Iron Thunderhorse’s indomitable wife and Duda (Headwoman, Teacher), Little Owl, is a Native American linguist and poet among many other things. These four poems are from Little Owl’s collection, Wah Quinnipiac Arkeis: Wunnonkou, Ea Kesuk, Quah Nompung—The Quinnipiac Nation: Yesterday, Today & Tomorrow: Poetry Written in Wampano, The Language of the Quinnipiac People, with English Translations by [the author]. (Milltown, IN: published by the author 2001, c/o 201 Church Street, Milltown, Indiana 47145.)

            You’ll find another of Little Owl’s poems, “We Do Not Know How,” at the end of the text of Mystic Fiasco on this website.

Try these aloud—Wampano can be difficult, but it speaks tremendous music!


Rame magazak

Chawgun noweta mamonchu.

Sibsiz manunnappu,

Pahtsuonk wutche

Pawtumpung ouwan.

Webe wah seepus hom mauwa

Pahtsuonk ramuk aqueewants

Wutche arraksak.

Wah wabun anoohomaonk


Weeche wah anumwussukuppe.

Wah tukkoog saioo kitzummodean

Ea kesuk rame wunnonkou.

Sibsiz manunnappu

Pahtsuonk rame magazak.

In the shadows

something moves.

A little bird is quiet,

waiting for

the morning mist.

Only the river can see him

waiting under a blanket

of stars.

The wind is singing

a prayer

with the willow.

The waves are simply washing

today into yesterday.

The little bird is quiet,

waiting in the shadows.


Chawgun moh askam
Pahke mouche wonk.
Tabanah wah Xartauintantak
Wutche Mittaukuk, Kehtanit,
Uttchadchimmoas neawun arkeis
Weeche nappe wetappomowauwunk
Rame wohpretewunk wutche aquene,
Atta mute he mamattinunguesoak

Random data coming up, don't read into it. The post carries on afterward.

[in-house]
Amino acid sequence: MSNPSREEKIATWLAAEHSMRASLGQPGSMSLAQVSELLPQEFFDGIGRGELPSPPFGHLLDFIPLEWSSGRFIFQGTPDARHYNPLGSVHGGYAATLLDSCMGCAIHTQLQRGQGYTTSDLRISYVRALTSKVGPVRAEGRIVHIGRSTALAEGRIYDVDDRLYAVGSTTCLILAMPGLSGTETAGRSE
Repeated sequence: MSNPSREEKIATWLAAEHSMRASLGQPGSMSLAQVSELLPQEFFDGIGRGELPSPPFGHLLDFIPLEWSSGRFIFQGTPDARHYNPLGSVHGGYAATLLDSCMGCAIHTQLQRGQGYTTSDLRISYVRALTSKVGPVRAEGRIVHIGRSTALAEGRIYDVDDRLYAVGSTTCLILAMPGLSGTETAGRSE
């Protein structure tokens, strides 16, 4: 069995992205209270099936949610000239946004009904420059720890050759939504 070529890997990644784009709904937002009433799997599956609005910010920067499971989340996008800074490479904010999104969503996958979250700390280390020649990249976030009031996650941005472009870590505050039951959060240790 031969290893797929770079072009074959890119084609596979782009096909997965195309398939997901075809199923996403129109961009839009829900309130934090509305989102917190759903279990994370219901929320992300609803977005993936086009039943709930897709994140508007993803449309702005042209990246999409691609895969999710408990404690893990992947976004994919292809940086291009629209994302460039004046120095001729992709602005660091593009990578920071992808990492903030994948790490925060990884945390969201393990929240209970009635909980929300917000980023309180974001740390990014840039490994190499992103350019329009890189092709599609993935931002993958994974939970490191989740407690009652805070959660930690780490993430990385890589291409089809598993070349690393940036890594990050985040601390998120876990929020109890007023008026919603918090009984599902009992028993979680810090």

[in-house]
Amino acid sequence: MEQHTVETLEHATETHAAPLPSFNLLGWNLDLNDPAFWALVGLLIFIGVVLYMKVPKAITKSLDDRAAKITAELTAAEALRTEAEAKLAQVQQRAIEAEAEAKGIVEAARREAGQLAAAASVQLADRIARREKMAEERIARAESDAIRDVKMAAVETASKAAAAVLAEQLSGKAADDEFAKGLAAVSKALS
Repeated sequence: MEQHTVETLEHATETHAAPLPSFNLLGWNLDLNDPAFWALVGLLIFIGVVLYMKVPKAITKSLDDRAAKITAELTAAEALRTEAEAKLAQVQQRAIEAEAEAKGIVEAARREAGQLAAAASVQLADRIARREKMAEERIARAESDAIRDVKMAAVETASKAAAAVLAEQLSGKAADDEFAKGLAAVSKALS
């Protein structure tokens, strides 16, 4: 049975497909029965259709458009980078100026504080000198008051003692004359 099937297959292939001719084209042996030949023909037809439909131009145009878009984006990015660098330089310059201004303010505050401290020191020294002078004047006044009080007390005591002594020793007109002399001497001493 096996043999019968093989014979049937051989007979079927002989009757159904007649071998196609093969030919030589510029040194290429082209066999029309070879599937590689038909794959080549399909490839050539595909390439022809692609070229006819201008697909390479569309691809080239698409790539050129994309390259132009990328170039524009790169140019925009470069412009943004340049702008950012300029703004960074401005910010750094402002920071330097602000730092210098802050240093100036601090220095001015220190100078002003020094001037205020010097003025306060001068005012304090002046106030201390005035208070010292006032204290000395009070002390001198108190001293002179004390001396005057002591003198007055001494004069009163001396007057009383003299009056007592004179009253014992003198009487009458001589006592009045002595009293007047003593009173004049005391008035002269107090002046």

Wotte ra in a in a u h Mishim ayigat
Wame kesuk wame ahapummuks
Weeche wah milkissoowunk
Wutche attabowawunk;
Wutche kemenaumhewawungansh;
Wutche neawun assema;
Wutche milkesewunk wutche magun.

Wutche nenoujaaious,
Waughhean arroukassomo wampsin,
Xeawun natchkok quah umskommen
Wah rashauwunk wutche k'thun;
Wutche arraksak; wutche m'sansh;
Wutche sowhawmen;
Quah neawun waughtaun.

Wah webe pakkadtawauwunk
Atta neh wame sketambough mouchh
Xemarrewungan wutche wame
Kattaggansh pummayawungansh.
Youh atta yeiache wah negonnijek
S ke ta m b ough-m e nuhke num
Chauket attamo sketambough

What was before
must be again.
When The Maker
of the world, Kehtanit,

blesses our nations
with fitting together
in a bond of peace,

there are thousands
walking The Great Trail,
each day filling all places
with the power
of prayer;
of visions;

of our ancient sacred tobacco;
of the virtue of giving.

From the beginning,
knowing he is everywhere,
we seek for and find

the spirit of the sea;
of the stars; of the stones;
of the Indian corn;

and we understand.

The only law
is that all persons must
care for all
other beings.

This is always the ancient
Indian fort

wherein stands the people's


Kehtanit wussuckhosu
Peasin squayopog,
Peasin wessawoayopog,
Zegweskimin wosowancon,
Quah besek wunnuppoh weenont.

Arra wussuckhosu
Kici papuhumesunc
Werrena ause ashkashki
Coowas toueukomuk,
Maquamittiniyew watchuh
Wutche paddaqassun,
Re wah anoohomaonk,
Seewamp-wayo patuck.

Weeche rio werregowunk
Xeh neen rashauwunk
Seboghomman ouse wame
Wah wampayo niquilguats

Xut-too'wen skeje wabun
Weeche shaious
Wowerriewunk kenawmen
Rio arwejanunquat
Peaio keonewunk.

Kehtanit paints

a little red leaf,

a little yellow leaf,

a raspberry rose,

and a dark-winged raven.

Then he paints

a grand rainbow
far above the green
pine tree forest,
from the west mountain
of thunderstone,
to the singing,
blue waterfall.

He paints
with such beauty
that my spirit

sails above all
the white clouds
of heaven!

I fly on the wind
with great
happiness to see
such a glorious


Neawun neghikqueoushannak,
Ope nejek mutchisunkombane
Poquauttawne weremauwunk
Wutche neawun ea kesuk.

Xegonnijek as-hittewunk
Xekokkoodummohikqun neawun
Rawweto wutche
Wah werrego squayo map.

Pummean weeche neen,
Xetomp; pummean
Skeje wah wunnuppoh
Wutche wah wabun.


Rashawandowe pummayawunk
Wutche howan neawun mutche.

Mutche werrego

Pompamantejek narra.

Wah ruht
Quah kenawmen.

Our ancestors,
by their faithfulness,
preserve the truth
for us today.

Ancient traditions
teach us
the value of
the good red road.

Walk with me,
my friend; walk
upon the wing
of the wind.


the spiritual substance
of who we are.

The root
is good

living still.

the fire
and see.




Aquene Quinnupohke!

Peace, Everywhere on Earth!



"Peace" by Ron Perry